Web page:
Older Adults Often Exceed Alcohol Consumption Limits
Guidelines for “safe” alcohol use among older adults recommend daily limits (no more than 2 drinks for men and 1 drink for women), weekly limits (no more than 14 drinks for men and 7 drinks for women) or a combination (no more than 1 drink per day, 7 drinks per week, or 3 drinks per drinking session, regardless of sex).
The proportion of older adults who actually exceed each of these limits (i.e., engage in risky drinking) and experience associated alcohol-related problems is unknown. To explore these issues, researchers surveyed 1291 non-abstinent, community-dwelling older adults at baseline and 10 years later.
- The prevalence of risky drinking differed across guidelines, ranging from 23 percent to 50 percent among women and from 29 percent to 45 percent among men.
- Both men and women who exceeded consumption limits were more likely to have alcohol-related problems (e.g., difficulties with relationships and functioning) both at study entry and follow-up.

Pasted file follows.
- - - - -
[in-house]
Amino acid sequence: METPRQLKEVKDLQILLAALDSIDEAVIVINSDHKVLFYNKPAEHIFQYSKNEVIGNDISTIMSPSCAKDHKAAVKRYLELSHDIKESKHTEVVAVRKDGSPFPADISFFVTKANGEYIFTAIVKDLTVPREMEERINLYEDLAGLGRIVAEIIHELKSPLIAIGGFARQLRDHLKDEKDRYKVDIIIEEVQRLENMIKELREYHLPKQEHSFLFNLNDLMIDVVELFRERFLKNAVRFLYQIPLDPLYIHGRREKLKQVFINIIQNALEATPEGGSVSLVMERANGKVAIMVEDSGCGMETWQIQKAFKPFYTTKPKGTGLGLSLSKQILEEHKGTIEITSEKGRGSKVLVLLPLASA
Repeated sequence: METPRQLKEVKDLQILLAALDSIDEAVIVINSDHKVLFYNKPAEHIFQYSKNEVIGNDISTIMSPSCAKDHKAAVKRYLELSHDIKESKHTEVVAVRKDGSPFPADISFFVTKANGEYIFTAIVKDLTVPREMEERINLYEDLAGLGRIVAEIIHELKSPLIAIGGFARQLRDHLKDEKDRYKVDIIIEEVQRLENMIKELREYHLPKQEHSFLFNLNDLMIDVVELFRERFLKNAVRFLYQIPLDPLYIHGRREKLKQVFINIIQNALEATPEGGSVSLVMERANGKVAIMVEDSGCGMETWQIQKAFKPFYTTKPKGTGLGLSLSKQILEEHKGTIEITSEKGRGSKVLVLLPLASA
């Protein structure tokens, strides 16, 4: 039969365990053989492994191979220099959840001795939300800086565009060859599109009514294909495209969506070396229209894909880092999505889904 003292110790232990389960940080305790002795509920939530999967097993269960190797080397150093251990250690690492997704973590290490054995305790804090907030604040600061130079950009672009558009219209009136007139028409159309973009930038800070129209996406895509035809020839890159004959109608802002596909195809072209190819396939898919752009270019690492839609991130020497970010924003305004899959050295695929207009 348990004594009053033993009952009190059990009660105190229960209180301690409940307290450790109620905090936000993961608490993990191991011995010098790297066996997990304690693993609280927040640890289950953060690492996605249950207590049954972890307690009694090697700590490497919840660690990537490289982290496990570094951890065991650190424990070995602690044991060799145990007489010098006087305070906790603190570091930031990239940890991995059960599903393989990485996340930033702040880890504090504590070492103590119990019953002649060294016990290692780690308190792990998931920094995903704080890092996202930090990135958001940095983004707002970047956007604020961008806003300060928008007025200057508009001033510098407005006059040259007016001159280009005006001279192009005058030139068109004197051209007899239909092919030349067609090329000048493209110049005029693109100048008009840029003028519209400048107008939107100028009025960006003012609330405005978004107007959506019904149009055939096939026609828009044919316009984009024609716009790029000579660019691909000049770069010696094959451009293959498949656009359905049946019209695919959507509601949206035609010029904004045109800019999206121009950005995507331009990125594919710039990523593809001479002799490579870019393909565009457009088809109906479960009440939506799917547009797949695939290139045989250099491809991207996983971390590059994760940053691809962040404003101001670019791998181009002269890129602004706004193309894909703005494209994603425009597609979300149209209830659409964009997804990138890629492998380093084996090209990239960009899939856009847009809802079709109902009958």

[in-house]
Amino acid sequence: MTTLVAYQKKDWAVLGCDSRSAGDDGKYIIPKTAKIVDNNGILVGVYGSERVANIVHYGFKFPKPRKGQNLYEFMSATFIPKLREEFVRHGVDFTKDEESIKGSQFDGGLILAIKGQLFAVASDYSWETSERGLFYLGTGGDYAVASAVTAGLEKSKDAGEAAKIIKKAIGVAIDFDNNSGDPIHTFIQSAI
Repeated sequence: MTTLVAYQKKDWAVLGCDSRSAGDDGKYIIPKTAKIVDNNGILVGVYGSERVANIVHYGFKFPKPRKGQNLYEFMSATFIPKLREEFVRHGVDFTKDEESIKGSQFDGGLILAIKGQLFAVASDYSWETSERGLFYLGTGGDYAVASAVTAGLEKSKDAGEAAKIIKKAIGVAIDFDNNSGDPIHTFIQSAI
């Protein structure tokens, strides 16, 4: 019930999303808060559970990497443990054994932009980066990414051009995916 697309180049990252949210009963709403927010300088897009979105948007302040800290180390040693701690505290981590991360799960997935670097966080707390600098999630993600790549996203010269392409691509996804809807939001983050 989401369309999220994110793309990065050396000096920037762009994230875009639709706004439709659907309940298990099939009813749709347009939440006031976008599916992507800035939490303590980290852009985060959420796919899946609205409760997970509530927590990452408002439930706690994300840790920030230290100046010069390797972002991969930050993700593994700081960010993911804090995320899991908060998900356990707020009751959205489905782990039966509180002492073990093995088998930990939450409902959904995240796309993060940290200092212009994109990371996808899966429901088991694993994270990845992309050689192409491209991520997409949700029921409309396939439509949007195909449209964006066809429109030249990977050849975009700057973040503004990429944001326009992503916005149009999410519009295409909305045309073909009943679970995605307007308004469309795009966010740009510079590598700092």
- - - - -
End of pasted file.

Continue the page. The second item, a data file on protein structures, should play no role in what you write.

These problems were more prevalent in men.
- Both men and women reduced consumption after 10 years.
- The limit of no more than 7 drinks per week/3 drinks per day offered the best combination of sensitivity and specificity in predicting alcohol-related problems in both men and women. At this cut-off, 16% of women and 34% of men had alcohol use problems at follow-up.
Comments by Joseph Conigliaro, MD, MPH:
In this community-based sample, risky drinking (defined by specific consumption levels) was prevalent among older adults, and guideline cut-offs were associated with alcohol-related problems. Further, data from this study confirm that different consumption limits for older women and men are not justifiable.
Moos RH, Brennan PL, Schutte KK, et al. High-risk alcohol consumption and late-life alcohol use problems. Am J Public Health. 2004;94(11):1985-1991.
Reprinted with permission from Alcohol and Health: Current Evidence.